Martinez v. Williams et al

Filing 26

ORDER. IT IS HEREBY ORDERED, AJUDGED, AND DECREED that 18 defendants' motion to dismiss be, and the same hereby is, GRANTED, without prejudice. The court will grant 23 the parties' stipulation regarding the response deadline for the instant motion. Signed by Judge James C. Mahan on 5/24/17. (Copies have been distributed pursuant to the NEF - MR)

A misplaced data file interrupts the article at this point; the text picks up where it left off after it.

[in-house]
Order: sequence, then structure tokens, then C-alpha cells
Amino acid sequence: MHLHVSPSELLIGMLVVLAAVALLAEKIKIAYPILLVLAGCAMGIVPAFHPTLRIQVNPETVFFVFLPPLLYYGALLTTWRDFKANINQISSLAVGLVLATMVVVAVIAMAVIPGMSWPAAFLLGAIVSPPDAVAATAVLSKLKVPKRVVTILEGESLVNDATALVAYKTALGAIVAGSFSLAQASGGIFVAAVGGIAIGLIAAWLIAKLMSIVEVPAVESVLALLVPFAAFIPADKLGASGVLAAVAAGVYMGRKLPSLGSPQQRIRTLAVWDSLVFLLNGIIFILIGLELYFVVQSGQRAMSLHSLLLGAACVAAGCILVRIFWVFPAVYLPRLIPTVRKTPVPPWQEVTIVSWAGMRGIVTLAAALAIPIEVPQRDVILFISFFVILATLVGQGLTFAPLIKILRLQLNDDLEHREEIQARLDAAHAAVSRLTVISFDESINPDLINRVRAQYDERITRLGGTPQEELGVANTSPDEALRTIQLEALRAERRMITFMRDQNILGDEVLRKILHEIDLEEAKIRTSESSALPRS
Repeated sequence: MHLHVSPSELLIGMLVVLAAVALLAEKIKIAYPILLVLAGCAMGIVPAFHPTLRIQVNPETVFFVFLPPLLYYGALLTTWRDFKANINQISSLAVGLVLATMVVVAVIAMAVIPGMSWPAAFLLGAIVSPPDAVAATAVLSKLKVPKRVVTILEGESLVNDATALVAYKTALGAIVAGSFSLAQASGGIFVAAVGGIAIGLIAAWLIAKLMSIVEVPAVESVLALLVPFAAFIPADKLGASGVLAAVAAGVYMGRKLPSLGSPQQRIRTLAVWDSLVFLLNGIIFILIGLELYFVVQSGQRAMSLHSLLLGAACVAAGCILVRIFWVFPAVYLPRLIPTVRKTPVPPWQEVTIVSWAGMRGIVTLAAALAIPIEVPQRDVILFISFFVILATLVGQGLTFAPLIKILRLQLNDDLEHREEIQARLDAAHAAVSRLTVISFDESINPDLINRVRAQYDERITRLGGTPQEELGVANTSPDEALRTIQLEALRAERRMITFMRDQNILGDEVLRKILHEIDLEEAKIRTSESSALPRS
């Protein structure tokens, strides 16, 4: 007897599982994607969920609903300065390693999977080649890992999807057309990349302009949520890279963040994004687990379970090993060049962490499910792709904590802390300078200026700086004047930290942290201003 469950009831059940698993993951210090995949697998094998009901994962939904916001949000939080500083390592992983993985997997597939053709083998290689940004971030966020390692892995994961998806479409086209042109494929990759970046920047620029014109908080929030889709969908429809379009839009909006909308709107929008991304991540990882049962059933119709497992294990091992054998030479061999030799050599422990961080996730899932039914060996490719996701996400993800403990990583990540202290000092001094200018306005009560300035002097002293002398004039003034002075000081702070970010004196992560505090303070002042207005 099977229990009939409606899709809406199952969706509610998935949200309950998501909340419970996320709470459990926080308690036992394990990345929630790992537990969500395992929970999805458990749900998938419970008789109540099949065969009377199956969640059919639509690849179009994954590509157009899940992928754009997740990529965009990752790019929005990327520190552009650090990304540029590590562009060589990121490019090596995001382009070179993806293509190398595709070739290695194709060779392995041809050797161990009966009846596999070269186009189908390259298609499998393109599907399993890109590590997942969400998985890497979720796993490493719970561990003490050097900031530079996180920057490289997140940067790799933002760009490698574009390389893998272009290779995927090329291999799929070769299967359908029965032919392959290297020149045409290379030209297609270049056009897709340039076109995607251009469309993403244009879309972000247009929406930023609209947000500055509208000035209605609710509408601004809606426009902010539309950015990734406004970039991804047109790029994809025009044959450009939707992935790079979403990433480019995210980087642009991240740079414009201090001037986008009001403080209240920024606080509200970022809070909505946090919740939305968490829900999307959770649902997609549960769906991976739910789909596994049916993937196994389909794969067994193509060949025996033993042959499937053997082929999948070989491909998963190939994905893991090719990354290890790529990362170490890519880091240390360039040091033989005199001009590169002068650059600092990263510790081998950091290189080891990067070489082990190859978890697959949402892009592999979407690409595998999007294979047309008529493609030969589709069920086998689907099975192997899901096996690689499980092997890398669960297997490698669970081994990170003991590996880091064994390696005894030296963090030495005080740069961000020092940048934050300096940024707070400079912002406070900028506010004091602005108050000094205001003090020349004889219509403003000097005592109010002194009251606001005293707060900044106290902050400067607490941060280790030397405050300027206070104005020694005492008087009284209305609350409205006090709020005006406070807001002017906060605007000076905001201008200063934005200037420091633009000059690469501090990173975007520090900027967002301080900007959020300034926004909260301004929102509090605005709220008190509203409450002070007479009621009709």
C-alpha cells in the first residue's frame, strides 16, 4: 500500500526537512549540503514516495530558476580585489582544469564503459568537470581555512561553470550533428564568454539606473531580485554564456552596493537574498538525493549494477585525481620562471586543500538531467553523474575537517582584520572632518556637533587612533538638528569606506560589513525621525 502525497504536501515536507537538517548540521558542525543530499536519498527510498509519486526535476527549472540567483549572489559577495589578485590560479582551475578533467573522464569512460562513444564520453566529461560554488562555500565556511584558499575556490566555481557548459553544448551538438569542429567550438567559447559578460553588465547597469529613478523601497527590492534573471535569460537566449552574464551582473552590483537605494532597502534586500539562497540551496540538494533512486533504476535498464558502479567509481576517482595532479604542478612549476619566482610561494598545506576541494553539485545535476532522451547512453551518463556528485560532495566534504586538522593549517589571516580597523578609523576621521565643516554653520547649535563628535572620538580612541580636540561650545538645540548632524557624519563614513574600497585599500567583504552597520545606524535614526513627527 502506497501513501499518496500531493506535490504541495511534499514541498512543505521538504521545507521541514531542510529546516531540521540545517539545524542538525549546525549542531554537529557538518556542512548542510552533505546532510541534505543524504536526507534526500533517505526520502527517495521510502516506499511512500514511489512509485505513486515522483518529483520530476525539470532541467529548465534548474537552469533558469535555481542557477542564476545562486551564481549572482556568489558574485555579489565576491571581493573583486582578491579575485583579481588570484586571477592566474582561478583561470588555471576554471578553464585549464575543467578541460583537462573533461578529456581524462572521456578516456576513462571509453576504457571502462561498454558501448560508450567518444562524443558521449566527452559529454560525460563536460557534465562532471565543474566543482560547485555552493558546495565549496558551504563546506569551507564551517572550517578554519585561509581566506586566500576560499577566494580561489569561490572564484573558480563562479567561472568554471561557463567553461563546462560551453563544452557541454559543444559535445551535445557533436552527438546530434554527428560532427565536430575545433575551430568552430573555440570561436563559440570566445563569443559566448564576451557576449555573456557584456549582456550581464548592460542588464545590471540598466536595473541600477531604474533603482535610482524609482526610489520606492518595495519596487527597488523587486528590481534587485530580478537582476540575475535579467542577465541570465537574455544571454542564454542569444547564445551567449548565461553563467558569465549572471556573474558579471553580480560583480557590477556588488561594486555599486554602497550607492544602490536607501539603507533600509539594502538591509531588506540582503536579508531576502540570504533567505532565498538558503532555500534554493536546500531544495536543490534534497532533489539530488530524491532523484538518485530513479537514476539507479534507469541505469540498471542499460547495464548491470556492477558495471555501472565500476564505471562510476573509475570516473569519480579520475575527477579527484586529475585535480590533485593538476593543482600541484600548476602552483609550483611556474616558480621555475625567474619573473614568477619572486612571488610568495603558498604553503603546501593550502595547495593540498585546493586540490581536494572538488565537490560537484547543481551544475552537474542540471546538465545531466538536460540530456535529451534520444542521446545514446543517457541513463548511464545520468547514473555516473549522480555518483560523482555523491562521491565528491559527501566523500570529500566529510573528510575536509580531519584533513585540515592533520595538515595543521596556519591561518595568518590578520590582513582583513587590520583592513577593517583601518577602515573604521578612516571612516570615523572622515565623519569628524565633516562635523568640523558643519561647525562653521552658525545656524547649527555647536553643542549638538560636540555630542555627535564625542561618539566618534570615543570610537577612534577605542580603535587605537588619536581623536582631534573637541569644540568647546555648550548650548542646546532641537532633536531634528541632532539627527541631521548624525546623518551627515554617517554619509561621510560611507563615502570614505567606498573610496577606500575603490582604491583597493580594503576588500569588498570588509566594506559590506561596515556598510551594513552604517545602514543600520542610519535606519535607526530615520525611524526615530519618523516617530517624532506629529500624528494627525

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1 2 3 4 UNITED STATES DISTRICT COURT 5 DISTRICT OF NEVADA 6 *** 7 REDDY M. MARTINEZ, 8 Plaintiff(s), 9 10 11 Case No. 2:16-CV-1675 JCM (VCF) ORDER v. THE STATE OF NEVADA, DEPARTMENT OF CORRECTIONS, et al., Defendant(s). 12 13 Presently before the court is defendants James Dzurenda, Ted Hanf, Dwight Neven, and 14 Brian Williams’ (“defendants”) motion to dismiss. (ECF No. 18). Plaintiff Reddy M. Martinez 15 (“plaintiff”) filed a response to the motion (ECF No. 24), and defendants subsequently replied 16 (ECF No. 25). As an initial matter, the court will grant the parties’ stipulation regarding the 17 response deadline for the instant motion. (ECF No. 23). 18 I. 19 20 21 Background Plaintiff brings this lawsuit pursuant to 42 U.S.C. § 1983 for events that occurred while he was incarcerated at High Desert State Prison (“HDSP”) and the Pioche Conservation Camp (“PCC”) under the custody of the Nevada Department of Corrections (“NDOC”). (ECF No. 1). Plaintiff was a prisoner when the present complaint was filed but has since been discharged from 22 23 custody. (ECF No. 24 at 2). On February 27, 2012, plaintiff was taking a shower when the unit correctional officer, Mr. 24 Bass, told him “to hurry up” and finish bathing so that he could line up to take medication unrelated 25 to the current claim. (ECF No. 1-2 at 8). While stepping out of the shower, plaintiff slipped and 26 subsequently injured his right bicep by falling on the cement edging surrounding the bathing area. 27 (Id.). Plaintiff informed Mr. Bass and “Nurse Patty” about his fall, showed them his bicep, and 28 James C. Mahan U.S. District Judge 1 requested that he be granted immediate medical care, which was denied. (Id.). Neither Mr. Bass 2 nor “Nurse Patty” filed an incident report. (Id.). 3 Plaintiff filed an informal grievance stating that he had been denied appropriate medical 4 assistance on May 9, 2012, which was denied on June 25, 2012. (Id. at 10, 15). In response to the 5 6 denied informal grievance, plaintiff then submitted a first-level grievance on June 25, 2012, which was denied on August 22, 2012, by the HDSP warden and a medical care associate. (Id. at 10). While his first-level grievance was pending, plaintiff met with an unnamed surgeon on 7 August 4, 2012, who told plaintiff “that too much time had elapsed and it was too late to perform 8 surgery” to repair the injured bicep. (Id. at 10). 9 Plaintiff submitted his second-level grievance on September 7, 2012, which was denied on 10 October 8, 2012, for reasons in accordance “with the first level response.” (Id. at 11). Plaintiff 11 had also filed a medical kite to which Linda Adams responded on September 9, 2012, that he was 12 “on the list.” (Id. at 12). Plaintiff alleges that such a response suggests that he would be treated 13 when medical personnel “fe[lt]-like-getting-around-to-it,” and the delay caused “permanent and 14 15 16 lasting” injury to his bicep in violation of the Eighth Amendment.1 (Id. at 12). Since October 19, 2012, plaintiff has filed numerous additional kites and an additional grievance, was transferred to PCC, and has been discharged from NDOC custody. (Id. at 13). Plaintiff filed his first complaint on April 5, 2013, which was dismissed following a telephonic 17 conference on June 25, 2015, during which plaintiff acknowledged that the defendants “were not 18 served with the [c]omplaint.” (ECF No. 25-1 at 3). Plaintiff submitted additional complaints after 19 the first complaint’s dismissal. (ECF Nos. 24-1, 24-3, 24-6). He filed the current complaint in 20 state district court on February 26, 2016, which defendants removed to this court. (ECF No. 1). 21 The first defendants were served on June 16, 2016. (ECF No. 1-3). 22 II. 23 24 Legal Standard The court may dismiss a plaintiff’s complaint for “failure to state a claim upon which relief can be granted.” Fed. R. Civ. P. 12(b)(6). A properly pled complaint must provide “[a] short and plain statement of the claim showing that the pleader is entitled to relief.” Fed. R. Civ. P. 8(a)(2). 25 26 27 28 James C. Mahan U.S. District Judge 1 Plaintiff also briefly mentions a violation of his Sixth Amendment rights, although in passing and without elaboration. See (ECF No. 1-2). Merely mentioning such a violation is not sufficient to survive defendants’ motion to dismiss because the complaint requires more than mere labels and conclusions. Bel Atl. Corp. v. Twombly, 550 U.S. 544, 555 (2007). -2- 1 Although rule 8 does not require detailed factual allegations, it does require more than labels and 2 conclusions. Bell Atl. Corp. v. Twombly, 550 U.S. 544, 555 (2007). Furthermore, a formulaic 3 recitation of the elements of a cause of action will not suffice. Ashcroft v. Iqbal, 556 U.S. 662, 4 677 (2009) (citation omitted). Rule 8 does not unlock the doors of discovery for a plaintiff armed 5 6 7 with nothing more than conclusions. Id. at 678–79. To survive a motion to dismiss, a complaint must contain sufficient factual matter to “state a claim to relief that is plausible on its face.” Id. A claim has facial plausibility when the plaintiff pleads factual content that allows the court to draw the reasonable inference that the defendant is 8 liable for the misconduct alleged. Id. When a complaint pleads facts that are merely consistent 9 with a defendant’s liability, and shows only a mere possibility of entitlement, the complaint does 10 not meet the requirements to show plausibility of entitlement to relief. Id. 11 In Iqbal, the Supreme Court clarified the two-step approach district courts are to apply 12 when considering a motion to dismiss. Id. First, the court must accept as true all of the allegations 13 contained in a complaint. However, this requirement is inapplicable to legal conclusions. Id. 14 15 16 17 Second, only a complaint that states a plausible claim for relief survives a motion to dismiss. Id. at 678. Where the complaint does not permit the court to infer more than the mere possibility of misconduct, the complaint has “alleged – but not shown – that the pleader is entitled to relief.” Id. at 679. When the allegations in a complaint have not crossed the line from conceivable to plausible, plaintiff's claim must be dismissed. Twombly, 550 U.S. at 570. 18 19 The Ninth Circuit addressed post-Iqbal pleading standards in Starr v. Baca, 652 F.3d 1202, 1216 (9th Cir. 2011). The Starr court held: First, to be entitled to the presumption of truth, allegations in a complaint or counterclaim may not simply recite the elements of a cause of action, but must contain sufficient allegations of underlying facts to give fair notice and to enable the opposing party to defend itself effectively. Second, the factual allegations that are taken as true must plausibly suggest an entitlement to relief, such that it is not unfair to require the opposing party to be subjected to the expense of discovery and continued litigation. 20 21 22 23 24 Id. 25 III. Discussion 26 Defendants filed a motion to dismiss, arguing that plaintiff’s claim, pursuant to 42 U.S.C. 27 § 1983, is barred by the statute of limitations. (ECF No. 18). Title 42 U.S.C. § 1983 provides a 28 cause of action through which individuals may raise claims against state officers for constitutional James C. Mahan U.S. District Judge -3- 1 violations. Section 1983 does not contain a statute of limitations. Id. Rather, federal courts apply 2 the forum state’s personal injury statute of limitations for §1983 claims. See Owens v. Okure, 488 3 U.S. 235, 249–50 (1989). In Nevada, the applicable statute of limitations is two years. See Nev. 4 Rev. Stat. § 11.190(4)(e); Perez v. Seevers, 869 F.2d 425, 426 (9th Cir. 1989). 5 6 7 8 Federal law does, however, determine “when a cause of action accrues and the statute of limitations begins to run for a § 1983 action.” Elliot v. City of Union City, 25 F.3d 800, 801–02 (9th Cir. 1994). A claim’s statute of limitations “period accrues when the plaintiff knows or has reason to know of the injury which is the basis of the cause of action.” Kimes v. Stone, 84 F.3d 1121, 1128 (9th Cir. 1996) (internal quotation marks omitted). 9 Inmates must exhaust available administrative remedies before filing § 1983 actions in 10 federal court. See 42 U.S.C. § 1997e(a). “[T]he applicable statute of limitations must be tolled 11 while a prisoner completes the mandatory exhaustion process.” Brown v. Valoff, 422 F.3d 926, 12 943 (9th Cir. 2005). “Federal courts also apply a forum state’s law regarding tolling . . . when not 13 inconsistent with federal law.” Fink v. Shedler, 192 F.3d 911, 914 (9th Cir. 1999); see Hardin v. 14 15 Straub, 490 U.S. 536, 537–39 (1989). Here, it is clear that plaintiff did not file the instant complaint within the allotted two-year statute of limitations. Upon falling in the bathing area, plaintiff knew of the injury on which his 16 claim is based, and the time to bring the claim then began accruing. (ECF No. 1-2 at 8). Plaintiff’s 17 time was subsequently tolled while he sought administrative remedies by filing various grievances 18 beginning on May 9, 2012, which were exhausted on October 8, 2012, after the second formal 19 grievance was denied. (Id. at 10–11). Following administrative exhaustion, over three years 20 passed before plaintiff filed the present complaint on February 26, 2016. (ECF No. 1). 21 This court must decide whether the statute of limitations for plaintiff’s injury should be 22 extended by means of equitable tolling. Tolling is generally meant to ensure that a plaintiff has 23 24 25 sufficient opportunity to pursue administrative remedies until their exhaustion without any constraint from the applicable statute of limitations. See Brown, 422 F.3d at 943. Courts will apportion additional time to parties to extend the designated statute of limitations in situations when plaintiffs file complaints before completely exhausting their administrative remedies, which 26 deprives them of the full, allotted time under the statute of limitations. See, e.g., Wisenbaker v. 27 Farewell, 341 F. Supp. 2d 1160, 1163–64 (D. Nev. 2004). 28 James C. Mahan U.S. District Judge -4- 1 Here, plaintiff did not file his initial complaint against defendants until April 5, 2013, well 2 after he had exhausted all the administrative remedies the year prior on October 8, 2012. (ECF 3 Nos. 25-1 at 3, 1-2 at 11). 4 5 6 7 Plaintiff argues that he is entitled to equitable tolling, citing to the factors listed in Copeland v. Desert Inn Hotel, because he had been diligent in pursuing claims by filing four complaints subsequent to his injury. See 673 P.2d 490, 492 (Nev. 1983); see also (ECF No. 24). On the contrary, plaintiff’s actions suggest that he did not diligently pursue his claim because, after filing the initial complaint on April 5, 2013, plaintiff failed to serve the defendants while his complaint 8 remained untouched for over two years. (ECF No. 25-2). This is evident by the state district 9 court’s April 21, 2015, status check and the complaint’s subsequent dismissal. (ECF No. 25-1). 10 Moreover, though plaintiff filed three additional complaints, those fail to show any diligence 11 because they all were submitted after the statute of limitations had expired. (ECF Nos. 24-1, 24- 12 3, 24-6). 13 14 15 16 In addition, any consideration this court would take of plaintiff’s declaration of events while in custody at PCC would be immaterial. (ECF No. 24-5). Plaintiff was moved to PCC sometime “in late 2014 or early 2015.” (Id.). More than two years had passed since plaintiff had exhausted administrative remedies; furthermore, over one and a half years had passed since the initial complaint was filed, and defendants still had not been serviced. 17 Plaintiff similarly applied the Addison test to consider the extent to which defendants would 18 be prejudiced if the statute of limitations were equitably tolled. (ECF No. 24 at 6). The following 19 were considered: (1) “the filing of the first claim must provide the defendant in the second claim 20 with timely notice of the need to begin investigating the facts which form the basis of that claim”; 21 (2) “the facts of the two claims must be identical or at least so similar that the defendant’s 22 investigation of the first claim will place him in a position to fairly defend the second”; and (3) 23 24 25 “whether the plaintiff acted reasonably and in good faith.” Wisenbaker, 341 F. Supp. 2d at 1167– 68 (citing Addison v. State of California, 578 P.2d 941, 944 (Cal. 1978)). Considering these elements, the facts suggest that defendants would be prejudiced if the statute of limitations was tolled. First, the initial claim that plaintiff filed on April 5, 2013, did not 26 provide defendants timely notice to begin investigating facts for the claim. The defendants were 27 never served when the initial claim was filed, and the first defendants to receive service for the 28 current claim did not receive notice until June 16, 2016—over four years after plaintiff’s injury. James C. Mahan U.S. District Judge -5- 1 (ECF No. 1-3). Because such an extended amount of time has passed, it would be difficult for the 2 defendants to begin investigating their actions in connection with plaintiff’s injury and alleged 3 violations, and they had no reason to know that plaintiff had filed claims against them. Second, though the facts of claims are very similar in all the complaints, the defendants 4 5 6 never received service for the first claim. Thus, despite finding themselves in a similar position to defend the second as they would be for the first, the defendants’ lack of notice leaves them unprepared to defend against plaintiff’s allegations. 7 Finally, it is difficult to determine whether plaintiff acted in good faith, but this court 8 concludes that he acted unreasonably. Considering that plaintiff proceeded pro se at the time that 9 he filed the initial complaint, he may not have been completely aware of all the steps necessary to 10 pursue a lawsuit against defendants. However, he had more than sufficient time to research 11 subsequent procedures during the two years between the initial complaint’s submission on April 12 5, 2013, and its dismissal on July 27, 2015. 13 IV. 14 15 16 17 18 19 20 Conclusion This court will grant defendants’ motion to dismiss because the statute of limitations bars the present action. Accordingly, IT IS HEREBY ORDERED, AJUDGED, AND DECREED that defendants’ motion to dismiss (ECF No. 18) be, and the same hereby is, GRANTED, without prejudice. DATED May 24, 2017. __________________________________________ UNITED STATES DISTRICT JUDGE 21 22 23 24 25 26 27 28 James C. Mahan U.S. District Judge -6-